Charlie Weston: Bold boy of banking has done it again
AIB is a bank that just can't seem to keep its nose clean. The rap sheet includes the collapse of the Insurance Corporation of Ireland in the 1980s, the John Rusnak trading scandal in its US unit, DIRT tax evasion issues and excess foreign exchange charging.
Then there is the writing off of former Taoiseach Charles Haughey's debts, and lately it has been found to have denied thousands of customers tracker mortgages.
Not content with costing us taxpayers almost €21bn to bail it out from 2010 on, it now emerges that the bank could not even carry out basic anti-money laundering reporting functions.
The rules around how banks and other financial institutions report suspicious transactions to the gardaí and the Revenue Commissioners have been around since 1995.
That AIB, the biggest bank in the State, was found to have egregiously breached the regulations on anti-money laundering is farcical.
AIB has 2.6 million customers, and almost 300 branches, business centres and offices between it and EBS.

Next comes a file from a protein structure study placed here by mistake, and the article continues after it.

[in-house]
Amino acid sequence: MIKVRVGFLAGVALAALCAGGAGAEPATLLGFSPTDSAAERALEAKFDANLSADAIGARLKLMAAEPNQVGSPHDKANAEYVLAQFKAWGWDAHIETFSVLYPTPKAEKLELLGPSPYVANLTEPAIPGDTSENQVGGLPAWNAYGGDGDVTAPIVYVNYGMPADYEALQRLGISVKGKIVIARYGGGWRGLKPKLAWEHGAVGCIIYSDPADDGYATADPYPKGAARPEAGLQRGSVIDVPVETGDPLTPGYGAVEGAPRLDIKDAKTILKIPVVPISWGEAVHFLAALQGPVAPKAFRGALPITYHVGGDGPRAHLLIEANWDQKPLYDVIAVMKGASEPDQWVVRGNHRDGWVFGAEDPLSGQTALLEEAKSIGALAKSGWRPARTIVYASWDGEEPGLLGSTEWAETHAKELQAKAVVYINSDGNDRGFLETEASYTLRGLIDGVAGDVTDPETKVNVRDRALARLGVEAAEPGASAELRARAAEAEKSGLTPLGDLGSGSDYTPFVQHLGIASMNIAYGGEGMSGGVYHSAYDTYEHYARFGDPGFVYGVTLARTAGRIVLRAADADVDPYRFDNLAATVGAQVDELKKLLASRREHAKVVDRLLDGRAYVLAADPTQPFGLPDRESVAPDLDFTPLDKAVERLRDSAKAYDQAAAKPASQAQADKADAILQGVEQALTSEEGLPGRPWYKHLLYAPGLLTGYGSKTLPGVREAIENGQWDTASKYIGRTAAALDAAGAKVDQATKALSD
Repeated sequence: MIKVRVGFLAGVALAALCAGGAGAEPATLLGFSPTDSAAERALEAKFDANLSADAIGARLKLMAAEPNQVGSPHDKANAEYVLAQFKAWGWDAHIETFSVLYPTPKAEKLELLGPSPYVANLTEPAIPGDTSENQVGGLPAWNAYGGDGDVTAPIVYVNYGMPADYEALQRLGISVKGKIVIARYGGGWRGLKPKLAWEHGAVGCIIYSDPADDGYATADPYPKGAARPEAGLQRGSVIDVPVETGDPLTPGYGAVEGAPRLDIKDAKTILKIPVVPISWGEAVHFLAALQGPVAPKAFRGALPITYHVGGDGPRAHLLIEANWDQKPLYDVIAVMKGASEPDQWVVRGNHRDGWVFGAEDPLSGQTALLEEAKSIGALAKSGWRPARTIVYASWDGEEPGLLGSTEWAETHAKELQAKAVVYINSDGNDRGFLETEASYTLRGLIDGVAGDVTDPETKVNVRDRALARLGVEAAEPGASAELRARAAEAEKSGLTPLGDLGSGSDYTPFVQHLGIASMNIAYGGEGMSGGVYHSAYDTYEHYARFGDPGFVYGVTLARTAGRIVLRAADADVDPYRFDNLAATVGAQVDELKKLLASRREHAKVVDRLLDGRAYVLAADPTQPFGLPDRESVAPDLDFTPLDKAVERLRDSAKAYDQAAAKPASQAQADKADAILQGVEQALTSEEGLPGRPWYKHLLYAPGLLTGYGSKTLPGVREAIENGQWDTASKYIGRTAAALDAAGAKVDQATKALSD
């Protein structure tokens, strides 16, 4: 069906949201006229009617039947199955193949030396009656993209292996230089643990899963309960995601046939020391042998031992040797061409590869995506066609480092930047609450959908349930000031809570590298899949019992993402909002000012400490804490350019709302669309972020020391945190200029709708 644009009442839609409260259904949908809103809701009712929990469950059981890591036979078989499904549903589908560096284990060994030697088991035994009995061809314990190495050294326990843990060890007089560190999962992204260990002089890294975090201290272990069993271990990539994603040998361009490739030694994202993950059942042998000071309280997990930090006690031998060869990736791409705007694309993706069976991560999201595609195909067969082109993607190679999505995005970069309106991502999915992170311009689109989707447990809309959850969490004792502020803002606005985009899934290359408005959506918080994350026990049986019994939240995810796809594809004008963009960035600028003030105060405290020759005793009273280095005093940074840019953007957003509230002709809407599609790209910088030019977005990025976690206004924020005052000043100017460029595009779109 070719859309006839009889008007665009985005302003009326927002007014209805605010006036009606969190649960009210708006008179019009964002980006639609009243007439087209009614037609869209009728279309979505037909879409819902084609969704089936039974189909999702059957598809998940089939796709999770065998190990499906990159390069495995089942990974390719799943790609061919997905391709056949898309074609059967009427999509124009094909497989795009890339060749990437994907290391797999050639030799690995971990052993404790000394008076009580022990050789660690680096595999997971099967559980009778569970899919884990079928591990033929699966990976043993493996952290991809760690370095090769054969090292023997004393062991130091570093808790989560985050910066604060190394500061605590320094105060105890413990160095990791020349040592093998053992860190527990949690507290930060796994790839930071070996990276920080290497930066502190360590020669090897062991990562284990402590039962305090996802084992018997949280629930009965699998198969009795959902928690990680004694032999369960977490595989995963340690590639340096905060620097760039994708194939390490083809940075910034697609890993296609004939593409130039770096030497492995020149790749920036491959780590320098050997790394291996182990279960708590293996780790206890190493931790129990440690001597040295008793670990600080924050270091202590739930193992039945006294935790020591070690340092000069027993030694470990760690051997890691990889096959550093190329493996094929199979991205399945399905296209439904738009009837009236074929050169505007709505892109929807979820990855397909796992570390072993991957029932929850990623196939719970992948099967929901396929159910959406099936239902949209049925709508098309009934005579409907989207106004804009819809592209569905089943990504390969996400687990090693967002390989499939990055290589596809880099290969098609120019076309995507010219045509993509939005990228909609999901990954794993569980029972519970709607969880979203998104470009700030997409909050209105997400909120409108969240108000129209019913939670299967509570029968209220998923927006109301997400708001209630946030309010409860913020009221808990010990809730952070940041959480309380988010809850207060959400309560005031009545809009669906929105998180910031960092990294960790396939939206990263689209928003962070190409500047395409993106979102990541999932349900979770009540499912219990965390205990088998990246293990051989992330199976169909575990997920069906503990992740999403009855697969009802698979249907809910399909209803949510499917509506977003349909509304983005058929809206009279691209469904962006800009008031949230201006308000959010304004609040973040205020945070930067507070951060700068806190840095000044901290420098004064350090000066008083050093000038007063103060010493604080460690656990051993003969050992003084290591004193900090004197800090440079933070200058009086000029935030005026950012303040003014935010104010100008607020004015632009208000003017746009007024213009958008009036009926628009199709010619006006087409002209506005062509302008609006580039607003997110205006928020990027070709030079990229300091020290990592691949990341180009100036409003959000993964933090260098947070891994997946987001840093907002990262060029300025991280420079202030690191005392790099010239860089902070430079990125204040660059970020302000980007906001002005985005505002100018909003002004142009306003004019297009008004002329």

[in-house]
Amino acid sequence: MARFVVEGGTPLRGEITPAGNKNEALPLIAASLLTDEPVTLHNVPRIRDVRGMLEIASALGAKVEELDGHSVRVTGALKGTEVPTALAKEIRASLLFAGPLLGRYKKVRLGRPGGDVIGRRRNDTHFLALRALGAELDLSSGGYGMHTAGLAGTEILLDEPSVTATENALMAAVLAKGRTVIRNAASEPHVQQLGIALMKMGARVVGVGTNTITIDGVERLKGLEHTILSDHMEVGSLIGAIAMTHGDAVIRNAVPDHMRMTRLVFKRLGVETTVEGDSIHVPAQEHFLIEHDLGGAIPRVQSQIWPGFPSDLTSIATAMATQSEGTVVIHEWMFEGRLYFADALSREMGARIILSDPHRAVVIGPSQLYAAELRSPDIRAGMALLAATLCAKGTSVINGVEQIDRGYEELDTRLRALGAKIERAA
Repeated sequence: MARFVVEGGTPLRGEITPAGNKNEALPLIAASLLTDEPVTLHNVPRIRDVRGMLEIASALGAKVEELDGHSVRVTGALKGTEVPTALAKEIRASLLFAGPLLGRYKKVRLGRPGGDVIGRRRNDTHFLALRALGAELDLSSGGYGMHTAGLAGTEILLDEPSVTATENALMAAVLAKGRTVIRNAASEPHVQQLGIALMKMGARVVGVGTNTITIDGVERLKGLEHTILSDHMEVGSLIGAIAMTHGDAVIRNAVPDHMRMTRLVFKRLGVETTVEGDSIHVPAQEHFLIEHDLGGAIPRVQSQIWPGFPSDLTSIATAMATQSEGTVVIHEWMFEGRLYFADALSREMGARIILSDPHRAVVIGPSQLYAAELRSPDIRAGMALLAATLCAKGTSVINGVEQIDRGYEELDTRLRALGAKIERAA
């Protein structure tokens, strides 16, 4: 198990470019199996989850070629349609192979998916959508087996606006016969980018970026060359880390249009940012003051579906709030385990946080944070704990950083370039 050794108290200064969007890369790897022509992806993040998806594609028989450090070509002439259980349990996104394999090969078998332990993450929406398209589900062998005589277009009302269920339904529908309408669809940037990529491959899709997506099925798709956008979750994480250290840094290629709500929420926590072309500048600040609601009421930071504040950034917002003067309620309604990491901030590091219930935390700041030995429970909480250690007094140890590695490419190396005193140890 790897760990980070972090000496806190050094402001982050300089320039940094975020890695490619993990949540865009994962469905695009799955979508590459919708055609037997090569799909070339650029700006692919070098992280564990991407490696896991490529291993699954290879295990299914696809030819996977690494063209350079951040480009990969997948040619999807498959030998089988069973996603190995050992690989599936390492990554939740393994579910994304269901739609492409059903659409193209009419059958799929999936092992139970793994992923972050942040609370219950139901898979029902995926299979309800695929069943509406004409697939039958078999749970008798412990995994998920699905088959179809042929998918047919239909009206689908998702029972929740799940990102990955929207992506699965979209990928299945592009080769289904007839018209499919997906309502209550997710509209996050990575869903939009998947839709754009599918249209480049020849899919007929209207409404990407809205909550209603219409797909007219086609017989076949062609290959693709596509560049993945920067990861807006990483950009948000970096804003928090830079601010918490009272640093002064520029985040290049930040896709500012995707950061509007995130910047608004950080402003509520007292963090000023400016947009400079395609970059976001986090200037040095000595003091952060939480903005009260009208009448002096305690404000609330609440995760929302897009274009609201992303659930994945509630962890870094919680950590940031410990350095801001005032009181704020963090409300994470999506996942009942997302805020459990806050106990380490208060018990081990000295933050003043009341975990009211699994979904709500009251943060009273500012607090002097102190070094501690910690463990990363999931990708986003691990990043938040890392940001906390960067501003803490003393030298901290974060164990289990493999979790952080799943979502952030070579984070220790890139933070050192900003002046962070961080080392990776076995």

As a retail bank it is at the forefront of the financial system so it beggars belief that its systems for dealing with suspicious transactions were so shoddy.
At one stage AIB's anti-money laundering unit had a backlog of 4,200 alerts it should have reported to the gardaí and Revenue. It took the bank 18 months to clear the backlog.
There is no evidence of anyone losing money, or any money laundering occurring through the bank.
Ulster Bank was fined over failures around anti-money laundering a few months ago.
Others that have been fined include small credit unions, Bray, Drimnagh and Community.
Some excuses can be made for credit unions not being up to speed on how to handle suspicious transactions.
AIB, on the other hand, can offer no such excuse. It has failed miserably, again.